US Dollar Exchange Rate Bullish Against Floundering Rand (USD/ZAR); US Awaits Yellen’s Speech
The US Dollar is currently trading against the South African Rand at 10.6980, whilst the US eagerly anticipates Janet Yellen’s speech on behalf of the Federal Reserve this afternoon; meanwhile South Africa tries to contain the latest NUMSA metalworkers strike from growing.
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NUMSA today will be attempting to procure other workers in various sectors, to expand the striking number by another 100,000 in addition to the initial 220,000 members taking part in the current work stoppage.
After employers made an offer at the weekend to NUMSA, the union rejected it on the grounds of being hesitant of signing any contract with the duration of over a year, as the fluctuations in the South African price of living are too liable to shift.
Official NUMSA spokesperson Irvin Jim stated: ‘We have clarified various permutations which we think employers should consider settling the strike and of course they had no mandate to move from the current offer on the table.’
Toyota’s production in South Africa has been hindered, as parts become inaccessible and they have therefore been forced to close some production centres.
Meanwhile General Motors have also closed production lines stating: ‘The strike has impacted upon the supply of components to our production lines resulting in our lines not being operational. We have lost eight days of production.’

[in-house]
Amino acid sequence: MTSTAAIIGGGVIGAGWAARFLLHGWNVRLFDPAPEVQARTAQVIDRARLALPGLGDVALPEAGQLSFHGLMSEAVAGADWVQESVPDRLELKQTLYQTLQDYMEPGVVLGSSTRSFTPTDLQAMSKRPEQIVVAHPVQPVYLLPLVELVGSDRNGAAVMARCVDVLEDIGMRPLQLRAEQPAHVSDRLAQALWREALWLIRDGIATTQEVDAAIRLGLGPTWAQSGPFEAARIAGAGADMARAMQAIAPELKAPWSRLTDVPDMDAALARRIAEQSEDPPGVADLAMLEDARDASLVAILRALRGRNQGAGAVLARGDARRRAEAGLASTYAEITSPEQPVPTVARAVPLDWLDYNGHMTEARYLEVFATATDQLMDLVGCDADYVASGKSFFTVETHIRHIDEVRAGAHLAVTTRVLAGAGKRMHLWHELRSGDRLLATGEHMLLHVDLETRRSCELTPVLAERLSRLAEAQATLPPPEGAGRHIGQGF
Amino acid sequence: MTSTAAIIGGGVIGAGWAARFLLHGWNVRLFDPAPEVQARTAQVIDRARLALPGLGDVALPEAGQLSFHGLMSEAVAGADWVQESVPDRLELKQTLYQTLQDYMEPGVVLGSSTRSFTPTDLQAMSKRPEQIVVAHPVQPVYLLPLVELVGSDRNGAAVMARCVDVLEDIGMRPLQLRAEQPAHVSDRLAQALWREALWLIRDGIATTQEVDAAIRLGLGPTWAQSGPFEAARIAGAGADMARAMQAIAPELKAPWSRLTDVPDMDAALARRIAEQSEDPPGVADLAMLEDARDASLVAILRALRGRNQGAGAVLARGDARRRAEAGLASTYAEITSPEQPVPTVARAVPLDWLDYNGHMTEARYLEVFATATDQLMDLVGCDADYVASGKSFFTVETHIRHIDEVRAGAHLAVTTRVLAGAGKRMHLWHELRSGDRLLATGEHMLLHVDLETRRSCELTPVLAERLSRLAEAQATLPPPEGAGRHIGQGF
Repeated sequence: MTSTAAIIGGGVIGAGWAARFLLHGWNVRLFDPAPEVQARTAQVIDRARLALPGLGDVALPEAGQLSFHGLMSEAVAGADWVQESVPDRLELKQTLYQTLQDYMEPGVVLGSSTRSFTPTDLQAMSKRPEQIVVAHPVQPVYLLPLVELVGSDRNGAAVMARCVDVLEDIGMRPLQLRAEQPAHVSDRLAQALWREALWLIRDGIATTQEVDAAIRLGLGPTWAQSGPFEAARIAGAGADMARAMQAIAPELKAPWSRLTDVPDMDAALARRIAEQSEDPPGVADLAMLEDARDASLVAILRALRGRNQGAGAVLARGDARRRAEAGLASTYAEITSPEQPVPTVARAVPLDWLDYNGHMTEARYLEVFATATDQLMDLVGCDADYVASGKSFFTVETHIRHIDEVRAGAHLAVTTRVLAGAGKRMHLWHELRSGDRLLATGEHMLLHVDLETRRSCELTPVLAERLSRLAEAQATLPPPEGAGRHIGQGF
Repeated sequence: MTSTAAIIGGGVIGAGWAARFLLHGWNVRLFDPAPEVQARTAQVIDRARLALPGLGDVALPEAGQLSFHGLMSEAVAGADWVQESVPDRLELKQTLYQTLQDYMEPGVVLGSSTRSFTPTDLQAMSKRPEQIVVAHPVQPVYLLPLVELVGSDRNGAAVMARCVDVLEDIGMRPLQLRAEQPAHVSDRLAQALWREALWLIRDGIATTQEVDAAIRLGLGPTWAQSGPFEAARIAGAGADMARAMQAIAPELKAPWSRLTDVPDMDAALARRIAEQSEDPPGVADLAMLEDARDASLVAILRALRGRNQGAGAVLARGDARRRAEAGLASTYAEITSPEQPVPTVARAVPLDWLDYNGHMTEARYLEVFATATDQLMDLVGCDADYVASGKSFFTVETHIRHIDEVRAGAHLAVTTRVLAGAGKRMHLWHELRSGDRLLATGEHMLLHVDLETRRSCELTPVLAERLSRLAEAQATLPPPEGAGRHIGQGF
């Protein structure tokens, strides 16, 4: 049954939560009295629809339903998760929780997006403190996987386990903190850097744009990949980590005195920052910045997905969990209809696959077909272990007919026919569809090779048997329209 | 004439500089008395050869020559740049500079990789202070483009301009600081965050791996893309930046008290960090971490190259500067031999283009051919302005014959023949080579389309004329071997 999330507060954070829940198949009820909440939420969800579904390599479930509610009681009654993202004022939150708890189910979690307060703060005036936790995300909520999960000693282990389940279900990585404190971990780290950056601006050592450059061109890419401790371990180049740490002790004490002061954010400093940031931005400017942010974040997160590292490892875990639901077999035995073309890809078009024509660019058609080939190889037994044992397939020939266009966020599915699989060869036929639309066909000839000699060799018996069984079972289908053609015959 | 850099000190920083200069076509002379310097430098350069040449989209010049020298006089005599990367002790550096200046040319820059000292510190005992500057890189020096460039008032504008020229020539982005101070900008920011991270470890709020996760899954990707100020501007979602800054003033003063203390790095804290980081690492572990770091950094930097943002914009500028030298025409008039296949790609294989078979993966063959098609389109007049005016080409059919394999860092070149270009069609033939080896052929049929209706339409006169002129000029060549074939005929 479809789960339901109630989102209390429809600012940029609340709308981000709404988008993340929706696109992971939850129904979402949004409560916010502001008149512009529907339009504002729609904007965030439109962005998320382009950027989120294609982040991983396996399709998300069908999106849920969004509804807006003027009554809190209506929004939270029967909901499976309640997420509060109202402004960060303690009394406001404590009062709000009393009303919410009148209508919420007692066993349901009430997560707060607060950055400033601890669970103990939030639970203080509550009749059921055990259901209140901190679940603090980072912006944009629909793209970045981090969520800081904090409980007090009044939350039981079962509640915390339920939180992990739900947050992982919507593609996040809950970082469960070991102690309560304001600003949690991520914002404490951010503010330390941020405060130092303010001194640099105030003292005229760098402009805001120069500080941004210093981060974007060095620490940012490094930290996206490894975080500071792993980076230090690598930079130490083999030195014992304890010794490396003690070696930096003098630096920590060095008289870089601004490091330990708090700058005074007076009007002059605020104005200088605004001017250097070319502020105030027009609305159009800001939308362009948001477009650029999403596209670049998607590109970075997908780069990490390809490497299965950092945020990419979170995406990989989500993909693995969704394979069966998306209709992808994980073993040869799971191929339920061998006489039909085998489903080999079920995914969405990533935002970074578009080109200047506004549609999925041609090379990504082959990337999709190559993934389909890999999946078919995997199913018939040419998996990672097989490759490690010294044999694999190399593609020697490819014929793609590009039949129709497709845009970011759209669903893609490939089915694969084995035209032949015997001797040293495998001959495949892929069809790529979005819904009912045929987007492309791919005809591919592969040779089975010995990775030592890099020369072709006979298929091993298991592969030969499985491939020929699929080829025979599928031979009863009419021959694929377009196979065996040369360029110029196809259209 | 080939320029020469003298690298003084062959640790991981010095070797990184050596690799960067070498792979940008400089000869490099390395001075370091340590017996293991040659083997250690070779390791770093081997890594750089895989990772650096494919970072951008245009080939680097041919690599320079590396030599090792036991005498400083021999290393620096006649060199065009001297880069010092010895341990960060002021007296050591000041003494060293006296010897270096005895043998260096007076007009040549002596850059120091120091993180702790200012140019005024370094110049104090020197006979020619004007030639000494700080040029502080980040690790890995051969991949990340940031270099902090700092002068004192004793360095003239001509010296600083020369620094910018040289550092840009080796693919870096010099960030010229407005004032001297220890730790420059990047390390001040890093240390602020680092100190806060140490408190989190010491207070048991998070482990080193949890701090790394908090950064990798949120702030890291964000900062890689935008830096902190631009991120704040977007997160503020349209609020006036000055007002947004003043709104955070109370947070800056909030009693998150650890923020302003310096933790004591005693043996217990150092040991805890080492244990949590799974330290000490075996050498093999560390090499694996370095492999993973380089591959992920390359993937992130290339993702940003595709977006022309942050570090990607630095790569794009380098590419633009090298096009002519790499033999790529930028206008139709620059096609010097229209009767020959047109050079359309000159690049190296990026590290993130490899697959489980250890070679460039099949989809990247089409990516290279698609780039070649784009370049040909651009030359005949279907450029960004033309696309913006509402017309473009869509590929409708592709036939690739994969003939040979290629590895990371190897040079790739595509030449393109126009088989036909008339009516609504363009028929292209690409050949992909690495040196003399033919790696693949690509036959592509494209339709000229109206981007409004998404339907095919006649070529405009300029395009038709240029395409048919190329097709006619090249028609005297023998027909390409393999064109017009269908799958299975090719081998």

Conversely there is increasing speculation as to the content of the speech being made by Janet Yellen this afternoon.
An expert in the field, Hirokazu Kabeya, stated: ‘Markets expect her [Yellen] to stick to the stance that she will guide policy by watching the pace of recovery in the job market and the economy.’
With no interest rate hikes expected in the near future, Yellen could cause the US Dollar to weaken if she doesn’t prove encouraging for investors.
Previously in her April speech Yellen stated: ‘The path of the economy is uncertain, and effective policy must respond to significant unexpected twists and turns the economy may take.’
Tuesday sees the US Advance Retail Sales figures whilst Wednesday will see the South African Retail Sales statistics.
The US data could improve the ‘Buck’, however, with the state of the South African economy and fears of recession circling the currency market; it appears unlikely that the Rand will gain any stability even if the results prove favourable.
The Rand will need to see the unrest in South Africa quelled before it can gain a foundation to build upon against other major currency peers.